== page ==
Macdonald said he and his brother-in-law got along well and denies the pair had problems when they attended a farming conference in Invercargill two weeks before the murder.
Macdonald’s police statement was read to the High Court in Wellington this morning, where he is on trial for murder – a charge which he denies.
The statement details the South Island Dairy Event (SIDE) the pair attended between June 21 and 23, 2010, two weeks before Mr Guy was found shot dead at the end of his driveway.
Macdonald said they stayed together at a motel, ordered in meals every night and watched TV together.
“We didn’t have any problems,” he said. “We left wanting the same things for the farm.”
Macdonald said they were looking at auto cup removers to cut labour costs and even a foray into share milking. He said they needed new ways to generate income and reduce costs.
In his statement, Macdonald told police he didn’t drink any alcohol and hadn’t since he married Mr Guy’s sister Anna.
“I didn’t drink alcohol since my stag night when Scotty took me out and got me really drunk,” he said.
Macdonald received payrise after Scott’s death
Macdonald received a pay rise after Scott Guy was murdered because of his increased responsibility on the family farm.
Mr Guy’s father is giving evidence to the High Court in Wellington about the farm finances.
He says Macdonald’s salary was increased by $10,000 or more after Mr Guy was found murdered at the end of his driveway in 2010.
“We slowly changed the way he was being paid... that reflected his increased responsibility,” he told the court.
Macdonald is charged with murdering My Guy and the Crown argues he did it because he didn’t like Mr Guy’s increasing presence on the farm and the direction he wanted to take the farm.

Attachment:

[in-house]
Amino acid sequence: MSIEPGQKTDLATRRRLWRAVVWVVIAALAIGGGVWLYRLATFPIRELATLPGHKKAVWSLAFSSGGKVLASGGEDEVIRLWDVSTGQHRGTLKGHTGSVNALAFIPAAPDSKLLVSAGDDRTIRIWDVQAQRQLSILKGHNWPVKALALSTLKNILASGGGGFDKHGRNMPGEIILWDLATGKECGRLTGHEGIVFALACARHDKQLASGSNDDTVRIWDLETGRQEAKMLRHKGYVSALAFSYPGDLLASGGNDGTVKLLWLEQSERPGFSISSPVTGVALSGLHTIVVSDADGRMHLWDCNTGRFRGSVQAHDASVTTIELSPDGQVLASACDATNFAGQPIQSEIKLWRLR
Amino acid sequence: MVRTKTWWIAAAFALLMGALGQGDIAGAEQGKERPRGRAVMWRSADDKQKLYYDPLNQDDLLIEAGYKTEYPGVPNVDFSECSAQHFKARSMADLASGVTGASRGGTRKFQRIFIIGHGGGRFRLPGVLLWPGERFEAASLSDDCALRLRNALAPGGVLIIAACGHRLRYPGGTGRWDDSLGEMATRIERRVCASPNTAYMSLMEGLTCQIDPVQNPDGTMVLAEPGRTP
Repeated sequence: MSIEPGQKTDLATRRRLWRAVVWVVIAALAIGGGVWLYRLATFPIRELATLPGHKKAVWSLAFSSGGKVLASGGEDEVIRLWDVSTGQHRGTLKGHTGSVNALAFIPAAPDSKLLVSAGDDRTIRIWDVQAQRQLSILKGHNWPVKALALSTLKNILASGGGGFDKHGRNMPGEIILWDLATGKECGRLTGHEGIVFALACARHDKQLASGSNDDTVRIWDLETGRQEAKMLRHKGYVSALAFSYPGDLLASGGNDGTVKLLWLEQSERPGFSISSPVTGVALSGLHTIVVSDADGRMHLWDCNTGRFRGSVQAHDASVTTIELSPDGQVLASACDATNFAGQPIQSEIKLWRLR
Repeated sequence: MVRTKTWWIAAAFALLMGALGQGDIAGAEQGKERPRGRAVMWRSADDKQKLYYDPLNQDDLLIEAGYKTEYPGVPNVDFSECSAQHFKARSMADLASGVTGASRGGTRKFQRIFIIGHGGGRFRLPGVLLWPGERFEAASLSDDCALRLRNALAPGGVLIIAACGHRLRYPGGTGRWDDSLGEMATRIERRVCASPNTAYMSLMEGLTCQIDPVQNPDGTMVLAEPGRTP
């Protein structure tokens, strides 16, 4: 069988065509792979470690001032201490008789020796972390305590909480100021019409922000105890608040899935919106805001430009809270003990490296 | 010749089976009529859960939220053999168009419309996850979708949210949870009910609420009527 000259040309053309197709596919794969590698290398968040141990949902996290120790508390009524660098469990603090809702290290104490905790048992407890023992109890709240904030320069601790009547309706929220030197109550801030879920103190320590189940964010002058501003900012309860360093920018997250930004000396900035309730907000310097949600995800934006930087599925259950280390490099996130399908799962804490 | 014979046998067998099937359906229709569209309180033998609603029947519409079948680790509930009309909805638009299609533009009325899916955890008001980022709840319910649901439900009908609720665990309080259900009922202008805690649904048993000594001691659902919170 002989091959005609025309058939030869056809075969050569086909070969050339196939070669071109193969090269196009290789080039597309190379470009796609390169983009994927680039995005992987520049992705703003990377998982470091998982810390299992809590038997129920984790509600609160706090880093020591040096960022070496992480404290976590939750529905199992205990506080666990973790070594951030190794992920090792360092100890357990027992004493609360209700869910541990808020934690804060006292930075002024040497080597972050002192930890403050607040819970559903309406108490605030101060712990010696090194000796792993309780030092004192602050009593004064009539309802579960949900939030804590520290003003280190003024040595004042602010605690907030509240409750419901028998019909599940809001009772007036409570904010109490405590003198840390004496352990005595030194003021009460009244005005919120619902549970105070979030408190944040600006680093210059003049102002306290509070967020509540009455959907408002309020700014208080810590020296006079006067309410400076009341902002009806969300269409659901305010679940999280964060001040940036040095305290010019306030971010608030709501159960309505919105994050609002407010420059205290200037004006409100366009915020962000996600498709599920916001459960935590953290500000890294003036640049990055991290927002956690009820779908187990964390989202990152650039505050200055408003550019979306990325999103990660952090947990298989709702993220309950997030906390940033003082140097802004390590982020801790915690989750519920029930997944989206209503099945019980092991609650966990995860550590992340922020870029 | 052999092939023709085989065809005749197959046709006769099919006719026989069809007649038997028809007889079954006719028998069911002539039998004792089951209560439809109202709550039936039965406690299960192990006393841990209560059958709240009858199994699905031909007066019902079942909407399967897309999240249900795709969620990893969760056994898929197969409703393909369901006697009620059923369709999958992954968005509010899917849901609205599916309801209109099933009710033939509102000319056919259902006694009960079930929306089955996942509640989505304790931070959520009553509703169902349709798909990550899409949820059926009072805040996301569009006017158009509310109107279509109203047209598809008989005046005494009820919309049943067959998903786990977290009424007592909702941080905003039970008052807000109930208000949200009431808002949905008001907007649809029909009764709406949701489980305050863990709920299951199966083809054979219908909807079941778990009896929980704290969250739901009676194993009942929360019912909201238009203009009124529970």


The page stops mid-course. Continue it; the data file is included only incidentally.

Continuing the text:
The court has heard that Macdonald used to secretly look at the pay rates of employees on the farm computer. His wife Anna said he Macdonald had noticed that Mr Guy was earning more then him based on the hours worked and that bothered him.
Scott expressed concern at Macdonald’s competitiveness
Mr Guy had expressed concern about the level of competition with his brother-in-law before his murder.
Dariy farming business consultant David Beca gave evidence this morning about the finances of the Guy family farm and the roles of both Mr Guy and his murder-accused.
Both men were shareholders in the farm.
Mr Beca was hired by Mr Guy’s father Bryan to come up with a ‘strategic growth’ plan for the business. He met individually with Macdonald and Mr Guy to hear their concerns about the farm.
Mr Beca says Mr Guy voiced concerns about the level of competition with Macdonald and its effect on the business.
“The risk was the communication that had not been good needed to improve ...Competition between him and Ewen was mentioned as a concern,” he says.
Mr Beca told the court that Macdonald’s dairying side of the business brought in the majority of the revenue to the farm whereas Mr Guy’s cropping and drystock side didn’t.
One of the issues Mr Beca was tasked with was creating a management structure on the family’s Byreburn Farm that was equal so there weren’t too many bosses.
He says both Macdonald and Mr Guy were very keen to understand all areas of the business and get a full involvement with management.
“Scott mentioned that he did not want to disappoint his father,” he added.
The issue of competition between Mr Guy and Macdonald was raised last week by Mr Guy’s former flatmate Andrew Short.
“I found their partnership interesting” he said. “One would get a new tattoo and the other would… or one would get a new car and the other would get a new car.
“There was competition to be better than the other one,” said Mr Short.
He said the relationship between Macdonald and Guy was “hot and cold”
Mr Guy was shot dead at the end of his driveway on July 8, 2010.
Macdonald has denied the charge of murder.
The trial is in its third week.